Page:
We as a community have a problem. It is not something that most people even recognize as a problem or in some case, do not recognize at all, but if we are to move forward as a society, we must be willing to admit our mistakes. Magic peers, we are maindeck biased! There, I said it. The first step toward solving any problem, etc., etc.

Alright, so perhaps equating our love with the main 60 to one of the many social movements of modern times is a bit extreme, but it is true nonetheless. Sideboarding is always the little brother to his more successful and handsome older-half and we have been giving far too little attention to the guy.

On some level this makes sense. If I told you I had a sweet new brew for this weekend, showing you the sideboard alone would do very little. Without the context of my maindeck, those 15 cards are pretty random. Basically, a deck without a sideboard is still a deck, but a sideboard with no deck is nothing at all. That said, when it comes to competitive play, your sideboard might as well be a part of your deck.

Could you imagine working for weeks on 45 cards of a deck and then just randomly throwing in the final 15 cards in a last minute effort? Oh, people already do that with their mana bases? Bad example then...

Honestly though, let's assume your mana base is equally worked on like the rest of your deck. In this scenario, the 45 cards you get perfect include some 15 to 20 lands or so. You would never intentionally just ignore a 4th of your deck as that would cost you all sorts of percentages in your win column. Your sideboard is easier to ignore than those 15 maindeck cards are, but it really is no less important.

Recently, some sideboard conversation has come up due to some snazzy innovations and tricks used in recent Top 8s. One such list comes from teammate and friend-- Steve Rubin. Rubin recently piloted the following deck to a Top 8 finish. See if you can identify why his sideboard has been getting so much attention:


If you said Mastery of the Unseen, good guess, but I actually am looking at those Fleecemane Lions in the board. People are excited by the prospect of an Abzan deck that is rather on the controlling side, but that can add an aggressive touch after board to catch people off guard who might be bringing in the Negates and Swan Songs against you.

Rubin's board actually does not go very deep into the aggressive side of Abzan. Realistically, when the deck wants to go aggressive, only four copies of Fleecemane Lion and one copy of Sorin, Solemn Visitor are required. Anything else that comes in is matchup dependent and not an essential part of the aggressive package. Five cards is not all that many considering that when we typically think of transformational sideboard, we tend to think of elaborate 10+ card swaps.

As it turns out, however, there are actually a lot of neat things you can do with a sideboard other than just playing cards that help bad matchups. While that may be your ultimate goal, the methods you use to get there can go beyond Blue Elemental Blast and Naturalize. Today, I wanted to share some rogue sideboard tips and tricks I have used over the years to hopefully inspire some deck builders out there!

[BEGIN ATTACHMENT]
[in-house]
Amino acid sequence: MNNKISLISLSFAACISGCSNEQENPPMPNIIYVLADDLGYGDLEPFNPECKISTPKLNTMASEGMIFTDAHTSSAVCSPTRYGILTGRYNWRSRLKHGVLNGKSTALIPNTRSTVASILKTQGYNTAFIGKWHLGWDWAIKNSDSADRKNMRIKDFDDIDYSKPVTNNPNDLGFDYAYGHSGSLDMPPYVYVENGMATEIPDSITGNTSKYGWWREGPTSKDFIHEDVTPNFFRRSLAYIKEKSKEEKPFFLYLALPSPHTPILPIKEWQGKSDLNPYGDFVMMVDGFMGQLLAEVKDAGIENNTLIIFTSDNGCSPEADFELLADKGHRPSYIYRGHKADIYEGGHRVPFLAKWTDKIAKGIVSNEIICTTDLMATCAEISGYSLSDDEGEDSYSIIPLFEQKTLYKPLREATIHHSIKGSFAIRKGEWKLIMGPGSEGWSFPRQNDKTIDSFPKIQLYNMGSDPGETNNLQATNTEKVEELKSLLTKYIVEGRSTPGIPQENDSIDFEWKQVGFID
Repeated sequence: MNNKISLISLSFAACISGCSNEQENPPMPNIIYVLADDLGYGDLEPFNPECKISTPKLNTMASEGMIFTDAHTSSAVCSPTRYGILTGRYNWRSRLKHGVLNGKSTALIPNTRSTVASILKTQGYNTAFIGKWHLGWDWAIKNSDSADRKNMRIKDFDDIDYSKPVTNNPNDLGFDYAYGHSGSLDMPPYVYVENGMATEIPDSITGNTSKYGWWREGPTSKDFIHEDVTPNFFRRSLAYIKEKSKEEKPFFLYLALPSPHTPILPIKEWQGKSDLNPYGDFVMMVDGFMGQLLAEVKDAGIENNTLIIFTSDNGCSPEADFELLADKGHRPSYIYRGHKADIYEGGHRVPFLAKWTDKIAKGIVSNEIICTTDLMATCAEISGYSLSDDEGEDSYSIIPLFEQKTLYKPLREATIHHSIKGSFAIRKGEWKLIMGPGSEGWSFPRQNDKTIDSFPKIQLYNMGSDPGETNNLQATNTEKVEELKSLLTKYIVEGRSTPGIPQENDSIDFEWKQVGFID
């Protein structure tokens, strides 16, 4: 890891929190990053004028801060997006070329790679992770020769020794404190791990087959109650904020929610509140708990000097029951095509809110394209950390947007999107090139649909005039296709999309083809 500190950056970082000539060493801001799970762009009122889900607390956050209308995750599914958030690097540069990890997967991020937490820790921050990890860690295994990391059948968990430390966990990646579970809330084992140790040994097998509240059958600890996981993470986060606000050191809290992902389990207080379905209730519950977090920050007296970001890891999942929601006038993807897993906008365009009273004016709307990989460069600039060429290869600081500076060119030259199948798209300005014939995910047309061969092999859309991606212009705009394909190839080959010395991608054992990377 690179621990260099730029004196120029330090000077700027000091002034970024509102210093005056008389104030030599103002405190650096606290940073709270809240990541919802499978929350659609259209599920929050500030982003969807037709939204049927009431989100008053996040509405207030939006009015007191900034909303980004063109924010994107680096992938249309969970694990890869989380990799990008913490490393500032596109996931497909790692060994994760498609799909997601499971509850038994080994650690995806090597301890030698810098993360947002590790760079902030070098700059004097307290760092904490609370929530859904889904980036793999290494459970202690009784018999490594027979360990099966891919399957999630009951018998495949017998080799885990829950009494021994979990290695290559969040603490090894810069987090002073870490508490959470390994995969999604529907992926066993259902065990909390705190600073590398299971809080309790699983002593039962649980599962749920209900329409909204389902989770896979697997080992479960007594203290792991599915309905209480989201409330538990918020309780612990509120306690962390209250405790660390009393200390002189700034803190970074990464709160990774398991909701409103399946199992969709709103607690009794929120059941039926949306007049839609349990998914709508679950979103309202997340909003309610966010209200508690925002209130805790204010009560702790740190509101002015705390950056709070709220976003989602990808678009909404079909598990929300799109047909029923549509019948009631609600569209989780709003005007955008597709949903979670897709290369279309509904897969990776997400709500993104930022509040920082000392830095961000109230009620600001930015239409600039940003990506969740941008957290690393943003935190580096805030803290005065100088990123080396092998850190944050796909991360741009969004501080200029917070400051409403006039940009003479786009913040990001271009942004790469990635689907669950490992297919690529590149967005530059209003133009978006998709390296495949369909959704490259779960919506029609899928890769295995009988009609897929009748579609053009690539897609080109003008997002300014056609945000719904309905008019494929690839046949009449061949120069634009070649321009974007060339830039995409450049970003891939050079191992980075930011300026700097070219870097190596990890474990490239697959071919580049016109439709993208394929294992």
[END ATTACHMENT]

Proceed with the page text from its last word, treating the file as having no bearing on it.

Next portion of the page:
The Bullet Board

The Bullet Board is one of the most fun sideboards you can ever run. While it will not always be strategically correct, running a Bullet Board will give you a new appreciation for your sideboard and a new look on how to transform your deck after game one situations.

A Bullet Board is a sideboard made up of fifteen different cards. Each of these cards is nicknamed a "Silver Bullet" thereby giving the entity the Bullet Board title. To be a true Bullet Board, you will want none of your 15 sideboard cards appearing in your maindeck, although cheating a little here is ok in my opinion (as in, I have three Hero's Downfall main and one side).

Bullet Boards are most often used when a deck has access to some kind of tutor package or otherwise has a high card flow, increasing the likelihood that you see any given card from your sideboard. Birthing Pod in Modern would be a reasonable spot to have a Bullet Board as you have six to eight tutors and are a creature based deck, meaning other creatures just tend to fit in better. In Pro Tour Born of the Gods, I nearly ran a Bullet Board but needed to make some room for the Thoughtseizes that didn't end up in my maindeck.


Obviously there are a lot of tools in this sideboard that I can use for specific matchups. Ethersworn Canonist is a great card against Storm combo, for example, and both Pod and Chord can find it for me. But beyond just having hyper-specific cards, the board was built in such a way that it could find these unique one-ofs that perform similar jobs and join together against it.

For example, let's say my sideboard had four copies of Obstinate Baloth in the sideboard. Against a Zoo opponent, I am going to be bringing in all of those Baloths as they are likely my package against such an opponent are are strong in that matchup. The board above captures that by having enough overlap across cards. Against Zoo, I would be bringing in Obstinate Baloth, Shriekmaw, Abrupt Decay, and then something like Orzhov Pontiff if they had small things like Lavamancers or perhaps Aven Mindcensor if they have Knight of the Reliquary.

The versatility of a Bullet Board really allows you to mold your deck in game two and three situations. I could easily have three copies of Kataki, War's Wage to fight Affinity as it is very strong there, but instead, I am able to play cards like Harmonic Sliver and Abrupt Decay which are still strong in the Affinity matchup, but lend a hand against Pyromancer Ascension or opposing Birthing Pod decks. Even if Kataki is the best card against Affinity, Modern is a wide open format so we want to be strong against Affinity, but not neglect other matchups in the process.